Whilst the recent downgrading of Japans economy by Moody's and credit rating agency Standard & Poor may have no material impact on Japan's economy it is a question of wider image that needs to be considered. Having confidence in one's economy and its national currency is critical to building sustainable consumer confidence - even though most of the debt is held by domestic banks and not international lending institutions.
With an exchange at ¥ 73 (bank rate) to the dollar, Japan remains exorbitantly expensive for tourists or corporate executives from overseas. Some economists and investment banks even predict an exchange of Yen 70 to the US Dollar at year end. That will bring inbound tourism to a standstill and tourism and marketing executives need to focus to the more resilient and increasingly affluent domestic market.
The current economic and political crisis provides an excellent incentive to combine the strategic resources of all stakeholders to actively promote Japan in the international tourist arena. In this case, hotel operators, airlines, wholesales agents and government officials endorsing Japan should work towards a common goal to promote the destination and galvanize the international tourist community to return. Individual hotel companies cannot achieve sufficient critical momentum promoting their own brands.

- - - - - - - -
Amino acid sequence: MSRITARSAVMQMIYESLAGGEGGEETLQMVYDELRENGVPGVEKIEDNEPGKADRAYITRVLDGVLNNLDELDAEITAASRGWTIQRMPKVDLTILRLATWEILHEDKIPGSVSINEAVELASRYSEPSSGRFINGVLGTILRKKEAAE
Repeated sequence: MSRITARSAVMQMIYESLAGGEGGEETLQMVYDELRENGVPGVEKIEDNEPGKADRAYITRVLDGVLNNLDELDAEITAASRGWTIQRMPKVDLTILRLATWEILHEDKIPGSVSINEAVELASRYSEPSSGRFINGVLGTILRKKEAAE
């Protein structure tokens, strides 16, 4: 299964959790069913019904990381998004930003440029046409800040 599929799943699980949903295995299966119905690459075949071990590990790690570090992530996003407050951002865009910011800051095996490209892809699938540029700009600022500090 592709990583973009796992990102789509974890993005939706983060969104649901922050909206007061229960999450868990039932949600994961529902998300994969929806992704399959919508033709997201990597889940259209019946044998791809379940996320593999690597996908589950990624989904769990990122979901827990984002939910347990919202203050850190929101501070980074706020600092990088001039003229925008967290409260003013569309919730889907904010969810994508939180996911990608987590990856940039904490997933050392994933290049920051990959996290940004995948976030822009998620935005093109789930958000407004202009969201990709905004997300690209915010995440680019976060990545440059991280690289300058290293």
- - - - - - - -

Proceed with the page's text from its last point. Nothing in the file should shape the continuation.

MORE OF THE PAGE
An overarching, independent entity, in this cases the ministry of tourism in conjunction with JATA, need to take the lead. Japan's well developed tourism infrastructure cannot depend solely on strong domestic demand that presently enjoys unprecedented buoyancy, partially, from the ever appreciating Yen. Long-term sustainable tourism growth must inevitably come from multiple international source markets in order to benefit from diversified income streams.About the author:
The author of this article lives in Tokyo and works as a General Manager for a multinational company headquartered in New York whose stock is listed on the New York Stock Exchange. He has worked in international companies in senior management positions in Africa, the Middle East, Europe and South East Asia and can be contacted under email@example.com or firstname.lastname@example.orgThe thoughts expressed in this article are those of the author only.